Peter Drier thought he had done his homework regarding his insurance coverage and medical costs prior to a neck surgery to repair herniated disks last December, but an unexpected bill for $117,000 from an assistant surgeon he did not know about was an extremely unpleasant surprise. The New York City bank technology manager was prepared for the bills from the surgeon, the anesthesiologist and the hospital, all of whom were covered “in network” by his insurance and would accept negotiated fees on their charges. However, the assistant surgeon was out of network, and expected to be paid the full amount of his bill.
It is not an uncommon scenario. Medical care, particularly hospitalization, is full of unexpected and unwelcome costs, even if it is for a planned procedure that the patient has carefully researched prior to admission. A hospital stay of several days may involve visits from hospitalists, who are general medical professionals specializing in the care of hospitalized patients, but who bill separately. Depending on the reason for the visit there may be physical or occupational therapists involved. Frequently X-rays or echocardiograms are required, both of which require doctors to interpret them. Blood work or organs removed during surgery, such as an appendix or gall bladder, may be sent to a pathologist.
The additional providers may or may not be part of the patient’s insurance plan, and, particularly if they are contracted with the hospital to provide the service, the patient may have no choice in where the services, and ultimately the billing, come from. Common wording on financial consents typically states something along the lines of “I understand that the physician services I receive (including attending and consulting physicians, surgeons, anesthesiologists, pathologists and radiologists) are usually hired separately and that any attending and consulting providers may bill me separately.”
Consents also typically include the statement, “I agree to pay for all services rendered to me without regard to benefit limitations that may be imposed by any insurance carrier, unless prohibited by law or contract.” This becomes a problem for the patient who does not necessarily know who is going to be providing those services, what the costs of those services will be or whether their insurance company will cover them.
It can be virtually impossible to avoid unexpected medical bills, especially when surgery and a hospital stay are required. Even the most health insurance savvy patient has trouble tracking down the information they need, as the pieces to the puzzle they are trying to assemble are held by different entities. The physicians’ surgery coordinator will know who the assistant surgeon is going to be, the expected length of the hospital stay and the cost of the procedure that the physician expects to do, but most likely has no information on the costs from the hospital, outside tests interpretations or other services that will be provided.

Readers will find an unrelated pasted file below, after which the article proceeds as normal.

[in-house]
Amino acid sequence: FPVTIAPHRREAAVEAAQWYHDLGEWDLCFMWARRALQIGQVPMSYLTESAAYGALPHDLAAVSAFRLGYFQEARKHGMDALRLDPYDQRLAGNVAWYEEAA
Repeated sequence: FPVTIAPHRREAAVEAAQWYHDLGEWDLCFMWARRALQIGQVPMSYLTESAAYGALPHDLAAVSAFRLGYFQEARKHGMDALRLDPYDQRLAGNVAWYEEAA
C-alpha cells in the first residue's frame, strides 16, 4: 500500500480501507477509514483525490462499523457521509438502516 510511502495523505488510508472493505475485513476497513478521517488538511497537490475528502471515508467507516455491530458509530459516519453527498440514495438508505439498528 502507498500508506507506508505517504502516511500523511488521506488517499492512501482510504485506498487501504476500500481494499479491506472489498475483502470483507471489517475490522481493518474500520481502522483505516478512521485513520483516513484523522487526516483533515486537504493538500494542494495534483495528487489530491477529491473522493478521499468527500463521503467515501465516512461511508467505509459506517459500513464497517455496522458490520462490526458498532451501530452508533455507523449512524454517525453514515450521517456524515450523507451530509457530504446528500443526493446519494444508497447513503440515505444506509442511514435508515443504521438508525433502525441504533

Even with this information there can be unknowns, as the entire U.S. medical system and the way it is financed is extremely complicated, and nearly impossible for even the most knowledgeable patient to navigate. For example, once the physician starts the surgery they may find that the expected repair is much more difficult than anticipated, or complications may set in that will increase the charges. The physicians office will also not be able to disclose the assistant surgeon or anesthesiologist’s fee unless that surgeon is part of their own practice, as sharing that information illegal to avoid possible price-fixing.
Asking the hospital about charges will result in talking with more people who have only pieces of the puzzle. Medical costs vary so greatly that it is impossible for the financial counselor to identify every service a prospective patient may need. An additional complication is that consulting physicians, such as hospitalists, pathologists or radiologists, may individually enroll in insurance plans. Depending on which one provides the service (often done on a rotating basis) the patient may receive in-network or out-of-network care.
In Australia and other countries that also rely on private insurance coverage for medical expenses, it is considered the patient’s right to be informed of out-of-pockets costs in advance. The U.S. has not progressed this far. According to the New York State Department of Financial Services, the persistent problem of unexpected medical bills has not yet been directly addressed. A New York state law taking effect in March, which is one of very few nationally, will state that patients are not responsible for unanticipated out-of-network charges that exceed what they would have paid in network.
As yet, unexpected and sometimes excessive medical bills from out-of-network providers continue to contribute to the increasing problem of medical debt, which is a significant cause of personal bankruptcy. Even patients who diligently do their homework may find themselves in a position of dealing with crushing bills.
In Drier’s case his medical insurance company, Anthem Blue Cross Blue Shield, agreed that the unexpected out-of-network bill was not his fault, and that he should not have to pay the assistant surgeon cost, so they cut a check for the full amount to protect him. Even when he received the check from Blue Cross he did not immediately forward it to the assistant surgeon, continuing to try to negotiate a better rate on the surgery to save his insurance company money. Once he received a threatening letter from the assistant surgeon’s lawyer he reluctantly sent them the Blue Cross check.
By Beth A. Balen
NDTV (via New York Times)
New York State Department of Financial Services
University of California, San Diego Department of Medicine
Sparrow Hospital Financial Consent Form